and inflexible guidelines around what staff can and cannot do leaves people feeling unable to intervene to improve system safety and likely to avoid involvement for fear of repercussions.

Take inspiration from the grieved and bereaved

The irony is that most people who have suffered grief and bereavement following the death of a loved one in hospital or in a care home are actually more concerned with ‘what happened and why?’ rather than ‘who is responsible?’.

This is based on patient and public feedback to NHS England and NHS Improvement. However, the unfortunate reality for many doctors, nurses and other clinical staff is that they are victims of an active blame culture where individual practitioners are held accountable for system failings over which they have no control. This is bad for staff, bad for patients and it reduces the likelihood that the bereaved will be given the answers and closure they deserve.

What makes a just culture? To redress the balance, NHS England and NHS Improvement have published a guide that advocates a ‘just culture’. A just culture is fair treatment of staff that supports a

The unfortunate reality for many doctors, nurses and other clinical staff is that they are victims of an active blame culture where individual practitioners are held accountable for system failings over which they have no control.

culture of fairness, openness and learning in the NHS by making staff feel confident to speak up when things go wrong, rather than fearing blame.4

Supporting staff to be open

about mistakes allows valuable lessons to be learnt so the same errors can be prevented. Another way of considering a just culture is to be guided by the five principles of FREDA (Fairness, Respect, Equality, Dignity and Autonomy).5

These form the basis of all

international human rights treaties and are today used by the Care Quality Commission (CQC) to regulate health and social care services. Along with the mission of the healthcare sector, which is to preserve the human right to life, we should be making the rights of staff equally sacred.

Seven key elements for the transformation to a just culture Leadership teams who are focused on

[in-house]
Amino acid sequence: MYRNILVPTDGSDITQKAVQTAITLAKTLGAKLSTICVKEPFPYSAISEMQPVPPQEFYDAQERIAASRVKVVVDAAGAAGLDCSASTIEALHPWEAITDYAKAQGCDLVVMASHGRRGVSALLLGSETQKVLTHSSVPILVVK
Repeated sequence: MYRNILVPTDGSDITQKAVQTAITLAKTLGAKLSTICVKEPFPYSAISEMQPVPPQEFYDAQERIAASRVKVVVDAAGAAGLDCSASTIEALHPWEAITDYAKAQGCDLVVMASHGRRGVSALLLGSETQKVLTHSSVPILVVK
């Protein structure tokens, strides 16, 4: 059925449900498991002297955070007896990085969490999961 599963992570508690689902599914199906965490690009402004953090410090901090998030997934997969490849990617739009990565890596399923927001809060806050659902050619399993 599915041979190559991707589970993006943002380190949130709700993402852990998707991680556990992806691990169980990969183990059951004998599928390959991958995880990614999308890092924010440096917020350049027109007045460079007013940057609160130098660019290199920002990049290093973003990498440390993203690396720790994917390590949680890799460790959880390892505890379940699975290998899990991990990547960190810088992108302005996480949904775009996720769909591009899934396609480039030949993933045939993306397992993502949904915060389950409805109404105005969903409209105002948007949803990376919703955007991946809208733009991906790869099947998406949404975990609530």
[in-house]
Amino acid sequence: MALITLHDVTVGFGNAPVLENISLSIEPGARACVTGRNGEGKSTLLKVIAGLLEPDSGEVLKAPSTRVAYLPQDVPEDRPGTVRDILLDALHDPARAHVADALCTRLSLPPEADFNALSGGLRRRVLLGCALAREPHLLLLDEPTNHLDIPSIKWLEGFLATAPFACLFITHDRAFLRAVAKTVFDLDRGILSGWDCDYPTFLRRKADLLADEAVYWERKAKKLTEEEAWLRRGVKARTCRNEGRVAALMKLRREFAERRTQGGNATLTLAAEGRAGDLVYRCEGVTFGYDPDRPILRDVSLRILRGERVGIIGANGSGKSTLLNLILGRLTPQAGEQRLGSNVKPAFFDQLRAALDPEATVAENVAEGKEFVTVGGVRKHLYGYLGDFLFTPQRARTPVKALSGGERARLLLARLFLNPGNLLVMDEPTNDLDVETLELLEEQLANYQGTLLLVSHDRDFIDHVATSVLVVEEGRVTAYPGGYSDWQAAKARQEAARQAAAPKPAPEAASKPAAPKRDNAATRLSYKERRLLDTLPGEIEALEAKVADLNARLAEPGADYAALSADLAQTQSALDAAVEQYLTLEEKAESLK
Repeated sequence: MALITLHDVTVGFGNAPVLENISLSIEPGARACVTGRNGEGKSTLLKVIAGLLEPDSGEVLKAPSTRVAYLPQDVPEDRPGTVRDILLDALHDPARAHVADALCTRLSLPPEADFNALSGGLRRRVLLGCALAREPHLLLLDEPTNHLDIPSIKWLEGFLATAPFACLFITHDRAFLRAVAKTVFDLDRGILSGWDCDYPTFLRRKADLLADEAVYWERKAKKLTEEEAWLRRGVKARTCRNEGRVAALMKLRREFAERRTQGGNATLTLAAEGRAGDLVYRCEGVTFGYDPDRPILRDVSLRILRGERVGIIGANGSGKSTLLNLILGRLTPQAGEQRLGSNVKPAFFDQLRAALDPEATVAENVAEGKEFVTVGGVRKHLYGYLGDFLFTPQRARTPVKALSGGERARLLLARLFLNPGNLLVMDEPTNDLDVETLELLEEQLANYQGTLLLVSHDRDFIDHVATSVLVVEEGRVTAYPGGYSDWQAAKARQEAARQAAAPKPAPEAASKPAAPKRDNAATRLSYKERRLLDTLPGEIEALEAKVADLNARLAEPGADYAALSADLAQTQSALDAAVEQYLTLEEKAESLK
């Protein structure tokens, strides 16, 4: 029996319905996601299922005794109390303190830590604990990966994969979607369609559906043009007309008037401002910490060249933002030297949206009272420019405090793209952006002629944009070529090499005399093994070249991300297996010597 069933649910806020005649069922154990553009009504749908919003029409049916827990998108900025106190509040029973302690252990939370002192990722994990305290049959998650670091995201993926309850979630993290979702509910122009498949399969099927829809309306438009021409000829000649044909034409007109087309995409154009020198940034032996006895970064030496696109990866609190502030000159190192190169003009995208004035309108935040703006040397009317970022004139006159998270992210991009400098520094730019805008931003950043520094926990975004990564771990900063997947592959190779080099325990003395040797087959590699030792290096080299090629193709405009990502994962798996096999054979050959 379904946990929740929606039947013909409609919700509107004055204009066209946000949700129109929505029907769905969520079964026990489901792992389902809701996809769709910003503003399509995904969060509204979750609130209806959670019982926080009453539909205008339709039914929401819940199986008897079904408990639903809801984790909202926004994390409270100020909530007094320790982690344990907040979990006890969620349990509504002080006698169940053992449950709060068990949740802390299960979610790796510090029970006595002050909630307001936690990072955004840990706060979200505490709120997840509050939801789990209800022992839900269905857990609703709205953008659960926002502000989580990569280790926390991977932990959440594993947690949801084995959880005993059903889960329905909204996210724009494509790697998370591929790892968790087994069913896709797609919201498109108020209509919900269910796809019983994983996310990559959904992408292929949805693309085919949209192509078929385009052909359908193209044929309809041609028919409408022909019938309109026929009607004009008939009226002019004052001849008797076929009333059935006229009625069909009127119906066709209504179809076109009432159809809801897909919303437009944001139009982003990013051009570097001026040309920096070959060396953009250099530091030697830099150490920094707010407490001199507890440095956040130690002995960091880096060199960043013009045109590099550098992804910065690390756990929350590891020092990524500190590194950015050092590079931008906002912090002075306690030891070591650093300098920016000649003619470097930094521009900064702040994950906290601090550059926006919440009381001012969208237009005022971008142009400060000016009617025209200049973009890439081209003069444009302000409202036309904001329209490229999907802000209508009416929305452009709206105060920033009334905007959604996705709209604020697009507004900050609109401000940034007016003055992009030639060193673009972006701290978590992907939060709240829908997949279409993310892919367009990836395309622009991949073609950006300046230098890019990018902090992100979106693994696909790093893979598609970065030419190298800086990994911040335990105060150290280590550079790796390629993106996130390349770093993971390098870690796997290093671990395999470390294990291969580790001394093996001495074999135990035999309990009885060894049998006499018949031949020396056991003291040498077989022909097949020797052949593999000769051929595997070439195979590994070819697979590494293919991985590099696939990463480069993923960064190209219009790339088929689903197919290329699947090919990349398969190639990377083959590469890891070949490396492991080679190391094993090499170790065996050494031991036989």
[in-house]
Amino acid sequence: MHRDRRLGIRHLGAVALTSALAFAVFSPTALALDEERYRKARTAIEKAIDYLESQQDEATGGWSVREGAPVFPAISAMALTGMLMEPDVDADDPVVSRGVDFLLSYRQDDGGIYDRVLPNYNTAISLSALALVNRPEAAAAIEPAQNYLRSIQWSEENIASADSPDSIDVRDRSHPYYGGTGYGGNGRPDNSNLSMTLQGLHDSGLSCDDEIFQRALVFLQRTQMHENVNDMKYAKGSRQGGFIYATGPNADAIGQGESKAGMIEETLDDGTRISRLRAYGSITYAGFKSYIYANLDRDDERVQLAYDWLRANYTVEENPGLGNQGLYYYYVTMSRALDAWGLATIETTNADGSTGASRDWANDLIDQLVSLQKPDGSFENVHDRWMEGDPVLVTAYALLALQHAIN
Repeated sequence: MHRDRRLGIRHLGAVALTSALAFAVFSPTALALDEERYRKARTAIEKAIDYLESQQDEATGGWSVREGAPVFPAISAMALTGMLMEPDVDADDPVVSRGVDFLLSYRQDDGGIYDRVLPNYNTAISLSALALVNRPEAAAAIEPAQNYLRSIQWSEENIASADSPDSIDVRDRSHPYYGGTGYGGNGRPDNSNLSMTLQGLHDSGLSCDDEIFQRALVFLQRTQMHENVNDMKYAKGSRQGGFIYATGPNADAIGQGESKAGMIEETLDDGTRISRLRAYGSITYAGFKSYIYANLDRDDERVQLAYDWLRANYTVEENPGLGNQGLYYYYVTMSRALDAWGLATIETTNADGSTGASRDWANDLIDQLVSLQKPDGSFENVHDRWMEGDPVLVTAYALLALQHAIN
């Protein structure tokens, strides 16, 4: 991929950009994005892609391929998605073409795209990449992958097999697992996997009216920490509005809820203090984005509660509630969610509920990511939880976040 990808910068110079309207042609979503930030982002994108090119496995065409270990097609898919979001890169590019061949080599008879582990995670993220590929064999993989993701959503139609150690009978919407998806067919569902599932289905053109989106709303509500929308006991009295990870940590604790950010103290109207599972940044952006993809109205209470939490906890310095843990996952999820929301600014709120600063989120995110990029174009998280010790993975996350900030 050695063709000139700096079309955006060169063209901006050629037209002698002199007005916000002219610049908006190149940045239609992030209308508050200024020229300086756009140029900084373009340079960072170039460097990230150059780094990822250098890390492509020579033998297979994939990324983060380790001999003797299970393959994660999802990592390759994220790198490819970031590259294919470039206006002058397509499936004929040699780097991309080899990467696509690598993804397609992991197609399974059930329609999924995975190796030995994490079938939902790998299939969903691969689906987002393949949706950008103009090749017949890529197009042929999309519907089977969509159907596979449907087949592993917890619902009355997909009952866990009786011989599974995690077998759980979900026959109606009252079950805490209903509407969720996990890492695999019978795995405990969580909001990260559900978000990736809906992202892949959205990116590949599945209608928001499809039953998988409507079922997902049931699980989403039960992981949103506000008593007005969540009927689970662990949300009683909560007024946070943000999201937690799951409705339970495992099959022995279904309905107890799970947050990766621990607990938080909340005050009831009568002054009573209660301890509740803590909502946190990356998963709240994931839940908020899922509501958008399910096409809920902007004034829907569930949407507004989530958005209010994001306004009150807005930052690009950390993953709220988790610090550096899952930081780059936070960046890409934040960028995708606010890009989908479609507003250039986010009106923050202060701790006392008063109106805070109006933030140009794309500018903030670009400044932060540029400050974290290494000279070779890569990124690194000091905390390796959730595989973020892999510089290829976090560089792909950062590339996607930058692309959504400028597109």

addressing staff welfare need to include the following elements in their thinking and in doing so will make significant progress in building an open and just safety culture:

l Adopt a ‘human rights’ approach: To overcome the blame culture. Follow the lead of the CQC. Today, the CQC aims to regulate all health and social care services using the five guiding principles of FREDA (Fairness, Respect, Equality, Dignity and Autonomy), principles that can equally be applied to the workplace.

l Systems not people: Concentrate on the systems or processes that support staff rather than the supposed failings of individuals. As James Reason proposed, avoidable deaths are often caused by inefficient processes failing to remove or reduce the risk of error. It’s every healthcare organisation’s fundamental duty of care to staff to lead and review opportunities to improve on this premise.

l Lead from the front and with compassion: Create an open and transparent environment where staff feel valued and flourish, leading to greater collaboration and positive outcomes for patients. Encourage staff to instigate positive change, learn from success as well as mistakes, make time to communicate change and help staff understand the reasons for change. Be visible, open and demonstrate a will to learn; all are essential traits when dealing with the transformational impact of COVID-19.

l Empower staff: Enable and support staff with higher levels of autonomy supported by systems and processes designed to track, evaluate and support positive change. Supporting this culture with acknowledgement of excellence and open accessible processes for supporting change will encourage staff to take opportunities to make positive change when they arise.

l Focus on what you know can improve: Healthcare organisations should encourage positive action by being transparent on which issues they are tackling at an organisational level and why. Organisations should look to avoid wasting energy on speculative or large sweeping changes, especially during a crisis. It is also important to communicate with staff, being honest about what the organisation is and


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